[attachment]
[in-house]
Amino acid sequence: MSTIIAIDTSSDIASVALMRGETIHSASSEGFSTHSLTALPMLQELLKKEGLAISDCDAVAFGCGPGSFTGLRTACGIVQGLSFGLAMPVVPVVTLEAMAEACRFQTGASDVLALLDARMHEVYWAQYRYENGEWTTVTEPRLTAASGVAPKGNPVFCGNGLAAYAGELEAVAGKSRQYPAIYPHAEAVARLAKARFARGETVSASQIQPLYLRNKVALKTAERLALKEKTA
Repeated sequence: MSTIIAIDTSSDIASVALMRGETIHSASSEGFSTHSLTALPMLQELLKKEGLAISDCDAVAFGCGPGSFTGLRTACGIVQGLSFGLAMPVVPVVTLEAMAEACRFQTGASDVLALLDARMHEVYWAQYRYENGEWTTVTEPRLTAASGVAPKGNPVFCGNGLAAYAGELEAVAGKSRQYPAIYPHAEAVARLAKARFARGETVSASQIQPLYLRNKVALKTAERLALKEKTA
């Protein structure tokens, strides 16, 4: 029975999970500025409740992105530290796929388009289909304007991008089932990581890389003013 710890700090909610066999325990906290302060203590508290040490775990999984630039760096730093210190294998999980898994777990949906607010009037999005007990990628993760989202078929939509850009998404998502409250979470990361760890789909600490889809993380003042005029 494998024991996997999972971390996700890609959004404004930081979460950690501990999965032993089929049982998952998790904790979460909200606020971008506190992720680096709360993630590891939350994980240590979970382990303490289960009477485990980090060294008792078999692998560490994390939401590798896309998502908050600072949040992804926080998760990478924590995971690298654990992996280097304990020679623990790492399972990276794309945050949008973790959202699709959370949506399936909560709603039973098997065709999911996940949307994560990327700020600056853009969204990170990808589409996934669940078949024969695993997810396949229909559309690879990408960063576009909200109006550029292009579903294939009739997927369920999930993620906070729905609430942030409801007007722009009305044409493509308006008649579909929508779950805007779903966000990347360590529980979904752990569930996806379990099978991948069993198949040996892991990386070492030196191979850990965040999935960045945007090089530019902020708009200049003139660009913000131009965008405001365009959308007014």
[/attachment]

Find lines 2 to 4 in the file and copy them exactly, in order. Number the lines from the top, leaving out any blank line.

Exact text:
Amino acid sequence: MSTIIAIDTSSDIASVALMRGETIHSASSEGFSTHSLTALPMLQELLKKEGLAISDCDAVAFGCGPGSFTGLRTACGIVQGLSFGLAMPVVPVVTLEAMAEACRFQTGASDVLALLDARMHEVYWAQYRYENGEWTTVTEPRLTAASGVAPKGNPVFCGNGLAAYAGELEAVAGKSRQYPAIYPHAEAVARLAKARFARGETVSASQIQPLYLRNKVALKTAERLALKEKTA
Repeated sequence: MSTIIAIDTSSDIASVALMRGETIHSASSEGFSTHSLTALPMLQELLKKEGLAISDCDAVAFGCGPGSFTGLRTACGIVQGLSFGLAMPVVPVVTLEAMAEACRFQTGASDVLALLDARMHEVYWAQYRYENGEWTTVTEPRLTAASGVAPKGNPVFCGNGLAAYAGELEAVAGKSRQYPAIYPHAEAVARLAKARFARGETVSASQIQPLYLRNKVALKTAERLALKEKTA
């Protein structure tokens, strides 16, 4: 029975999970500025409740992105530290796929388009289909304007991008089932990581890389003013 710890700090909610066999325990906290302060203590508290040490775990999984630039760096730093210190294998999980898994777990949906607010009037999005007990990628993760989202078929939509850009998404998502409250979470990361760890789909600490889809993380003042005029 494998024991996997999972971390996700890609959004404004930081979460950690501990999965032993089929049982998952998790904790979460909200606020971008506190992720680096709360993630590891939350994980240590979970382990303490289960009477485990980090060294008792078999692998560490994390939401590798896309998502908050600072949040992804926080998760990478924590995971690298654990992996280097304990020679623990790492399972990276794309945050949008973790959202699709959370949506399936909560709603039973098997065709999911996940949307994560990327700020600056853009969204990170990808589409996934669940078949024969695993997810396949229909559309690879990408960063576009909200109006550029292009579903294939009739997927369920999930993620906070729905609430942030409801007007722009009305044409493509308006008649579909929508779950805007779903966000990347360590529980979904752990569930996806379990099978991948069993198949040996892991990386070492030196191979850990965040999935960045945007090089530019902020708009200049003139660009913000131009965008405001365009959308007014």